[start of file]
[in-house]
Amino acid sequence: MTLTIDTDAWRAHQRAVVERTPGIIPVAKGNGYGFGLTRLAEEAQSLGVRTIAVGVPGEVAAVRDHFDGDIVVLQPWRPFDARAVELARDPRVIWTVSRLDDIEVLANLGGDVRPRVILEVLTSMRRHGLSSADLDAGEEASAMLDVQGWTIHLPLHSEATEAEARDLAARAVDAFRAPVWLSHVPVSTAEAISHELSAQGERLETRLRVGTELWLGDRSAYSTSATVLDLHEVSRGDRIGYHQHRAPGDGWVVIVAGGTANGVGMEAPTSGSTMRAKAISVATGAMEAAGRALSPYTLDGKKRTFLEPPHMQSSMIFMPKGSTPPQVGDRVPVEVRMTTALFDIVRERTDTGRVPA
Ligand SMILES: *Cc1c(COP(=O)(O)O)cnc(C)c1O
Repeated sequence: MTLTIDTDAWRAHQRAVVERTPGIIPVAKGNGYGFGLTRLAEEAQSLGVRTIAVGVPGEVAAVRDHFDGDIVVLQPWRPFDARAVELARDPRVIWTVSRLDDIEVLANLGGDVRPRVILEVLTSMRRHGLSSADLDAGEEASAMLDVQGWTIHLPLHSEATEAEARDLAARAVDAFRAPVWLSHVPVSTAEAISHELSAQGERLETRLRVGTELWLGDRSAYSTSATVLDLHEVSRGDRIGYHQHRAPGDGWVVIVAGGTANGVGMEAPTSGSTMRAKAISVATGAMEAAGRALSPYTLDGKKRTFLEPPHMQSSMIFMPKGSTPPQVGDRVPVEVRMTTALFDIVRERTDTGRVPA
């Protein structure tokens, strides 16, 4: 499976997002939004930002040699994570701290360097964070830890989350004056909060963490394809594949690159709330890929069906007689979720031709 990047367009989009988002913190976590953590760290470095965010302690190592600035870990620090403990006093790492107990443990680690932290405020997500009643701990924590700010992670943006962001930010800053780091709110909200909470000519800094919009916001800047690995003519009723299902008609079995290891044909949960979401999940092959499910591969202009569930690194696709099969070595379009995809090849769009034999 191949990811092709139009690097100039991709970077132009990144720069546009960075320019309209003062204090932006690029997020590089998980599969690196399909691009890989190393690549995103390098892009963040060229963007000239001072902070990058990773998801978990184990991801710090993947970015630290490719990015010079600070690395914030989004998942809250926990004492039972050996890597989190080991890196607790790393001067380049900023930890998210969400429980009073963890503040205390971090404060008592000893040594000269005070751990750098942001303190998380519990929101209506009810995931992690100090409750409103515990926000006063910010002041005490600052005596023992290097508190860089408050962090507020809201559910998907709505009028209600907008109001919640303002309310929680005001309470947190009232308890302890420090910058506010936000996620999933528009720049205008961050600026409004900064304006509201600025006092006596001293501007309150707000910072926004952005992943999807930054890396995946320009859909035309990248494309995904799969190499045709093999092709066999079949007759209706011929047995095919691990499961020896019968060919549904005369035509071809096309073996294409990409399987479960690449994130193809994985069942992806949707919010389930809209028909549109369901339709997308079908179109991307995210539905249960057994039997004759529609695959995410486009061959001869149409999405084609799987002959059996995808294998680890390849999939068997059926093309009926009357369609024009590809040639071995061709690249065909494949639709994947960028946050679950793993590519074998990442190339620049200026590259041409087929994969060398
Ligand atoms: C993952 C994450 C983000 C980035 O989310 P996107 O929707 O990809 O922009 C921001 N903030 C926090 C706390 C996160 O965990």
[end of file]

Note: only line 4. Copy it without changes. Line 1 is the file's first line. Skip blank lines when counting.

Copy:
Repeated sequence: MTLTIDTDAWRAHQRAVVERTPGIIPVAKGNGYGFGLTRLAEEAQSLGVRTIAVGVPGEVAAVRDHFDGDIVVLQPWRPFDARAVELARDPRVIWTVSRLDDIEVLANLGGDVRPRVILEVLTSMRRHGLSSADLDAGEEASAMLDVQGWTIHLPLHSEATEAEARDLAARAVDAFRAPVWLSHVPVSTAEAISHELSAQGERLETRLRVGTELWLGDRSAYSTSATVLDLHEVSRGDRIGYHQHRAPGDGWVVIVAGGTANGVGMEAPTSGSTMRAKAISVATGAMEAAGRALSPYTLDGKKRTFLEPPHMQSSMIFMPKGSTPPQVGDRVPVEVRMTTALFDIVRERTDTGRVPA